Many of us have had reasons to migrate Oracle Application Server (specifically, Portal) environments from one server or group of servers to another. This is often the case when hardware upgrades are needed and the whole environment must be moved to another set of hosts.

Recently, I was helping move an Oracle Portal (10.1.2.0.2) environment from one host to another. This was due to a company spin off, so the “sticky” part of this move was that the domain name and resulting realm changed (more on that in a minute).

First, if you’ve had to perform this task, you should have already identified Metalink Note 251776.1 which describes the process necessary for moving users and groups from one OracleAS Infrastructure to another. The note’s step 3 mentions that the LDIF file must be edited to replace all references to the old realm with the new realm in the target system. However, this can prove difficult if you do actually have to change the realm name because of the way that ldapsearch produces output. The LDIF standard specifies that lines can be continued on the following line if a space is the first character on the line. The corresponding ldapadd command can properly import lines that are broken into multiple lines, but the standard search and replace tools (in notepad, vi or any other standard text editor) can’t find the occurrences properly to replace them. So, some entries are able to be replaced easily like this one (assume we need to replace “dc=dannorris,dc=local” with “dc=newcorp,dc=com“):

dn: cn=dba,cn=portal.080827.121025.144000000,cn=groups,dc=dannorris,dc=local
uniquemember: cn=portal,cn=users,dc=dannorris,dc=local
uniquemember: cn=orcladmin,cn=users,dc=dannorris,dc=local
cn: DBA
displayname: DBA
description: portal.080827.121025.144000000 - Database Administrators
owner: cn=portal,cn=users,dc=dannorris,dc=local
owner: cn=orcladmin,cn=users,dc=dannorris,dc=local
objectclass: top
objectclass: groupofUniqueNames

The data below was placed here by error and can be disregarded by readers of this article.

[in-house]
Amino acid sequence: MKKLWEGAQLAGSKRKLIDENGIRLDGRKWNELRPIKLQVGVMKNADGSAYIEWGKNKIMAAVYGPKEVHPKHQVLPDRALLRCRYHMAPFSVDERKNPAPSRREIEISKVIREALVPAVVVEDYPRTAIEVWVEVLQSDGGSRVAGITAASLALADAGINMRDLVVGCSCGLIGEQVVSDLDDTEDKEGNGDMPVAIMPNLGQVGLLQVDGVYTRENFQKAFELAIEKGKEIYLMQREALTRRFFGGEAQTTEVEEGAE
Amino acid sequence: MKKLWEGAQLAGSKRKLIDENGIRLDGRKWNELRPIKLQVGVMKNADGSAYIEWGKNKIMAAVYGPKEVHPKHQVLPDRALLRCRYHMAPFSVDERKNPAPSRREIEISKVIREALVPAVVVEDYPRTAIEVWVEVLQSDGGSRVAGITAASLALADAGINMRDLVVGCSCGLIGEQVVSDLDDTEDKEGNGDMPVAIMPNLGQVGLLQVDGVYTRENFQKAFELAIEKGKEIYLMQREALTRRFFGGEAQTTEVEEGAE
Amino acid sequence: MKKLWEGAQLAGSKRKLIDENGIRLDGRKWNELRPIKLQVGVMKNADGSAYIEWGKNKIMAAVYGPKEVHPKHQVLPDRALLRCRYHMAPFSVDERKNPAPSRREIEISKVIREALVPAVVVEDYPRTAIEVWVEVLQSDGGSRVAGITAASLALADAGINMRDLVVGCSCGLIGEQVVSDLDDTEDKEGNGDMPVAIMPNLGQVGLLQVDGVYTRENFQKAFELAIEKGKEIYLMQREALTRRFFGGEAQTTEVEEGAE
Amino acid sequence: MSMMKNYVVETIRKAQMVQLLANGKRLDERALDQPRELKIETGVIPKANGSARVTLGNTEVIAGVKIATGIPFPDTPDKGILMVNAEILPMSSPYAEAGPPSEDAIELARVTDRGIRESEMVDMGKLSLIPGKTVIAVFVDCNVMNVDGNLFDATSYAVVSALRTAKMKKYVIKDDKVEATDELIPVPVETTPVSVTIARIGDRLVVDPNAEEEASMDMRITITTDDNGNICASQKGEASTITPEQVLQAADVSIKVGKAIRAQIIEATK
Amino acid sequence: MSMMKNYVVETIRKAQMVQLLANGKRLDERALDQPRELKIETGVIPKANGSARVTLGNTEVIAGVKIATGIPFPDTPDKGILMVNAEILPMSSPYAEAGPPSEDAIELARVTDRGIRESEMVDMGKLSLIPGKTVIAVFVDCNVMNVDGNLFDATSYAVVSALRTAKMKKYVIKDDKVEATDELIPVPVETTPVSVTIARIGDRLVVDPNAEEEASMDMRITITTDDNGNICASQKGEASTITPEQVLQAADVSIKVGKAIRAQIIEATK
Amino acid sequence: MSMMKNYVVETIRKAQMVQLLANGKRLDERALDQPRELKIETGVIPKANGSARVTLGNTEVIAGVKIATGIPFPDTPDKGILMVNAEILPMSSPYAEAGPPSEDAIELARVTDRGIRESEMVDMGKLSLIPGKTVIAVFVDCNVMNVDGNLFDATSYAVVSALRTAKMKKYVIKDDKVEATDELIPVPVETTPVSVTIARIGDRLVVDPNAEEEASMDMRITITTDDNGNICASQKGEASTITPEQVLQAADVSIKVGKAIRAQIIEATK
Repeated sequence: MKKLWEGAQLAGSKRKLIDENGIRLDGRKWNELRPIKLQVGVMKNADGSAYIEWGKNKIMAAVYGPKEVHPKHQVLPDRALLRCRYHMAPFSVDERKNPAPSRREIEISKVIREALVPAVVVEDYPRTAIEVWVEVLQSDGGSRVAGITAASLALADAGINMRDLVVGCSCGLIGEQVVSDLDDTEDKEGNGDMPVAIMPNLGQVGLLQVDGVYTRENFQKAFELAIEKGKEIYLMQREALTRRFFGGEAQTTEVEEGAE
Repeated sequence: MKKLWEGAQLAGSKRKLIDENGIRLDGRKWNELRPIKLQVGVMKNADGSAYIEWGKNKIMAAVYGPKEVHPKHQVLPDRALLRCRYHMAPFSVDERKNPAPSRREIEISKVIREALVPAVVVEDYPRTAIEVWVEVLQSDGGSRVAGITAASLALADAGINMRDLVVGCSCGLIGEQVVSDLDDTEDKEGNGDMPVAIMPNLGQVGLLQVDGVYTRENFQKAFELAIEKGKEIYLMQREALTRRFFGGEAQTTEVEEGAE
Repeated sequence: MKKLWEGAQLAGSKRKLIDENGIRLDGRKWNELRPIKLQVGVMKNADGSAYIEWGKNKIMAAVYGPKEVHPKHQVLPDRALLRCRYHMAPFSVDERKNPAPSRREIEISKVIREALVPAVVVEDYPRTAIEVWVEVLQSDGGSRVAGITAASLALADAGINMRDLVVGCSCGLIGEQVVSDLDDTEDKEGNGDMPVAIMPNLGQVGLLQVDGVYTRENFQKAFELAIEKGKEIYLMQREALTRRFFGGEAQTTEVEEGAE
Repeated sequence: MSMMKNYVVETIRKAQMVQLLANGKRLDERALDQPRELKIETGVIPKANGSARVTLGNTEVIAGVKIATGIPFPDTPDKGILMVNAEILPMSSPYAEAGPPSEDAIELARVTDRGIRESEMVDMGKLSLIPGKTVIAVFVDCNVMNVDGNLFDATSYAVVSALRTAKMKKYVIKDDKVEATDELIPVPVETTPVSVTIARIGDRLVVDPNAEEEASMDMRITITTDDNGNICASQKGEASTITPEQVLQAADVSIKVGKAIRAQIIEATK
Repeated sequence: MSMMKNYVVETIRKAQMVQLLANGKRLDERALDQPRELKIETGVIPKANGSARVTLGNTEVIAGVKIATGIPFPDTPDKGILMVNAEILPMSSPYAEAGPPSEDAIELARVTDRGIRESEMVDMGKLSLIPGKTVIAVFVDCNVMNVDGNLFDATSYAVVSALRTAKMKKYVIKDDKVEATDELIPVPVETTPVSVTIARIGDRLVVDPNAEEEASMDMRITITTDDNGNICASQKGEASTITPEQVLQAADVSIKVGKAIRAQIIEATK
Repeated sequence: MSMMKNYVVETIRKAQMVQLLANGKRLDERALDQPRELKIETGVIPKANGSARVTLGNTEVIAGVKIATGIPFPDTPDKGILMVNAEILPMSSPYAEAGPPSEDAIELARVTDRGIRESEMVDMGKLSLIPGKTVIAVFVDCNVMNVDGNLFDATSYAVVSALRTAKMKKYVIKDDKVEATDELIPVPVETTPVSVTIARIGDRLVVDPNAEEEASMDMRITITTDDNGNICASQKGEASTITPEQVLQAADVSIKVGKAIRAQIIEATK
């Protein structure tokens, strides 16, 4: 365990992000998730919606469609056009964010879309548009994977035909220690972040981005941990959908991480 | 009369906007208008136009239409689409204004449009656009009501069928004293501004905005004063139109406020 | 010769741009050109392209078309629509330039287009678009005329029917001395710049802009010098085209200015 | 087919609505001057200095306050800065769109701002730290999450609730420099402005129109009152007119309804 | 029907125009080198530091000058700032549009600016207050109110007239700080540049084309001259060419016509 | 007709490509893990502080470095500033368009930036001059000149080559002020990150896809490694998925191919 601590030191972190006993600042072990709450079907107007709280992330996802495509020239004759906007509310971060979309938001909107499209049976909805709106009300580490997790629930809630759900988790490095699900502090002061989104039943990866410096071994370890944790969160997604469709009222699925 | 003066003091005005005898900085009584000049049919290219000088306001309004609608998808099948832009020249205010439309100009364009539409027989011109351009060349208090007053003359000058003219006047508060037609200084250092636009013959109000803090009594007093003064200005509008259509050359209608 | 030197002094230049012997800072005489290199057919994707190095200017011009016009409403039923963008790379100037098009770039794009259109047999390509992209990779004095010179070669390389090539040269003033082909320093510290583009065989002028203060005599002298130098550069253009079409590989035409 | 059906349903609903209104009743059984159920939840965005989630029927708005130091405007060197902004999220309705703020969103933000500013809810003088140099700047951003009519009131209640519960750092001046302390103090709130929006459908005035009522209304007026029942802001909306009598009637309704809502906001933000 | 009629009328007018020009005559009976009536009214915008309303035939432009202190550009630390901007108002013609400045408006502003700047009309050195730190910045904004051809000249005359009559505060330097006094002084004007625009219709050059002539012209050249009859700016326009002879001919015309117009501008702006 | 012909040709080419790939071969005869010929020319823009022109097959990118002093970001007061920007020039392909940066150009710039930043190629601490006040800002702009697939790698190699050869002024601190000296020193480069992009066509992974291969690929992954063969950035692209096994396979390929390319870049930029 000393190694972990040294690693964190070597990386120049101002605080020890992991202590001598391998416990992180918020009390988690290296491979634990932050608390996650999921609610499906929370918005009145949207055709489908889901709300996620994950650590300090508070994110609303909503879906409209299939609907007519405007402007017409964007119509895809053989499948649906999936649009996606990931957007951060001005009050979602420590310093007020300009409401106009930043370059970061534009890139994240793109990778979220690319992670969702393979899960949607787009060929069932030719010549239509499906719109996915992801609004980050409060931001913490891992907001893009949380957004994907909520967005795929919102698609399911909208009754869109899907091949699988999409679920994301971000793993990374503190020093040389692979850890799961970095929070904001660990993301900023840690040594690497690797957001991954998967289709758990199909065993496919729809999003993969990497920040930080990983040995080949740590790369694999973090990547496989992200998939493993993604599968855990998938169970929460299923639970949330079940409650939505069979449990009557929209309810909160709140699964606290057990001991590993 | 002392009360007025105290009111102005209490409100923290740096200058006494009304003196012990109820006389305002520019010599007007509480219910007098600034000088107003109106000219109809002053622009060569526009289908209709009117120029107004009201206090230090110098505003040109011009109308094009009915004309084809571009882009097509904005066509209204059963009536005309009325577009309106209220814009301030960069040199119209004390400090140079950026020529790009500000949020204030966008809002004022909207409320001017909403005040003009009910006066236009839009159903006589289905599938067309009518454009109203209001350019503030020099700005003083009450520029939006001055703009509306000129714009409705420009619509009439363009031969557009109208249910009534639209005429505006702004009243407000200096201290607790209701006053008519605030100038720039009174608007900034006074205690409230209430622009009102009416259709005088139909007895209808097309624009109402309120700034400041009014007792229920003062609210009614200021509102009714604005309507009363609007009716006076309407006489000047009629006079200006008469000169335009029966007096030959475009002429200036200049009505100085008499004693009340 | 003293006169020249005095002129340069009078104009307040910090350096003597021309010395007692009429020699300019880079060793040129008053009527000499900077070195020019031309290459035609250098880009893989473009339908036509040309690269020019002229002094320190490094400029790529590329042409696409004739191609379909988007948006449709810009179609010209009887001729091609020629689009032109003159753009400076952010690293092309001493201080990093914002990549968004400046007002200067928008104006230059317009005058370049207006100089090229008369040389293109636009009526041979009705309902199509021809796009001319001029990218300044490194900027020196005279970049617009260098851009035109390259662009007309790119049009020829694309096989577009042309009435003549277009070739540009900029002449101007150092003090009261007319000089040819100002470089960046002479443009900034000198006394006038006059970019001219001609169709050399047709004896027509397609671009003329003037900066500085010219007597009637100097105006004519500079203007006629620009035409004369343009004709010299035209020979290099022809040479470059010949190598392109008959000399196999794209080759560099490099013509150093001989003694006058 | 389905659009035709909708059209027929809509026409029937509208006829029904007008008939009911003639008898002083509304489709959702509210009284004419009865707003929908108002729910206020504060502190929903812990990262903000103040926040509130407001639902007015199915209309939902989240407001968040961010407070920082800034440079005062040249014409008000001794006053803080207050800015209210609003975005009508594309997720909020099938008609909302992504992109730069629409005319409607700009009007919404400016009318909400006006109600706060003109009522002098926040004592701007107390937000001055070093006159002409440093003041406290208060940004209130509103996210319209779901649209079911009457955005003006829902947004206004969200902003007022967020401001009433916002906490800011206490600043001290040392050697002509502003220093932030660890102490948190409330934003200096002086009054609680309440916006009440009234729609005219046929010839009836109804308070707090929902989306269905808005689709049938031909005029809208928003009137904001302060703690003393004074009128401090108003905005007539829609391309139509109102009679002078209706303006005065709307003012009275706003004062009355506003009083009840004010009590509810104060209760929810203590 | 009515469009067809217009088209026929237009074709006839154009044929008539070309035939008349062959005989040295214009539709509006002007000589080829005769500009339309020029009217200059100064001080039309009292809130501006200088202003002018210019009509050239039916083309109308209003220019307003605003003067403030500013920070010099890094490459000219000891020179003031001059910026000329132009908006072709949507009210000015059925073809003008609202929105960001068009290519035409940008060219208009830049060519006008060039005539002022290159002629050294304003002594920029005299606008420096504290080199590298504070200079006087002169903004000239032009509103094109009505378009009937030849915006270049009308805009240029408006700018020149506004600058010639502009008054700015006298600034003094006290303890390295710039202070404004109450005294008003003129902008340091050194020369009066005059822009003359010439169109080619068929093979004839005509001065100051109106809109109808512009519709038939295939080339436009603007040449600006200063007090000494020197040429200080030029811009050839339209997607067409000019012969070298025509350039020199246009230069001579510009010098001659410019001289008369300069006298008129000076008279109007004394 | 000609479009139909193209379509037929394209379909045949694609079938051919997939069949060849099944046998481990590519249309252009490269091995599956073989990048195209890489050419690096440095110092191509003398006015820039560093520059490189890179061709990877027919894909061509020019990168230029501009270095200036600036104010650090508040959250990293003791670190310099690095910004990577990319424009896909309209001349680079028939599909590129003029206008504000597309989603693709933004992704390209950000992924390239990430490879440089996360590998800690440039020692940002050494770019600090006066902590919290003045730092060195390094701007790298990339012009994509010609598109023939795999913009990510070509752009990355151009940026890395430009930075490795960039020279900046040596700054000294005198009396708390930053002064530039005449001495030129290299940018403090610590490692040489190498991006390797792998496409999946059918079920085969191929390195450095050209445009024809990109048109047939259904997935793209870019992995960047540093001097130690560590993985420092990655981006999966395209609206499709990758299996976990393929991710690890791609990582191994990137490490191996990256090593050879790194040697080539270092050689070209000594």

objectclass: orclGroup
objectclass: orclPrivilegeGroup

The problem comes when you encounter a group name that causes one or more of the lines to be wrapped to the next line (ldapsearch has a hard-coded line length), like this one (note that the first and eighth lines aren’t wrapped because of your screen–that’s actually how ldapsearch outputs them):

dn: cn=DANCO_PROCUREMENT_LIMITED,cn=portal.080827.121025.144000000,cn=groups,d
 c=dannorris,dc=local
objectclass: orclGroup
objectclass: groupOfUniqueNames
objectclass: top
owner: cn=danco_admin,cn=users, dc=dannorris,dc=local
uniquemember: cn=danco_admin,cn=users,dc=dannorris,dc=local
uniquemember: cn=dba,cn=portal.080827.121025.144000000,cn=groups,dc=dannorris,
 dc=local
orclisvisible: true
displayname: DANCO_PROCUREMENT_LIMITED
cn: DANCO_PROCUREMENT_LIMITED

The standard search and replace function in the text editor won’t be able to interpret the value of the dn: attribute above as somethin that needs to be replaced because the search string would be “dc=dannorris,dc=local” and the above is “d\n c=dannorris,dc=local” instead. Similarly, the uniquemember: value is also broken across lines.

I found it useful to have a short utility script (in Perl, because that’s what I know and it’s always available with recent Oracle installations) that can concatenate the broken lines into a single line that can be consumed by search and replace more easily. The script also removes the authpassword: attributes as it processes since those can’t be loaded with ldapadd (as mentioned in the Metalink note). Here’s the script source (I call it concat.pl):

$cnt=0;
while ($line = <>) {
  chomp($line);
  if ( $line =~ /^authpassword/ ) {
    next;
  } elsif ( $line =~ /^\S+/) { ### this line is a "normal" or starting line
    $results[$cnt++] = $line;
  } elsif ( $line =~ /^$/ ) {  ### this line is blank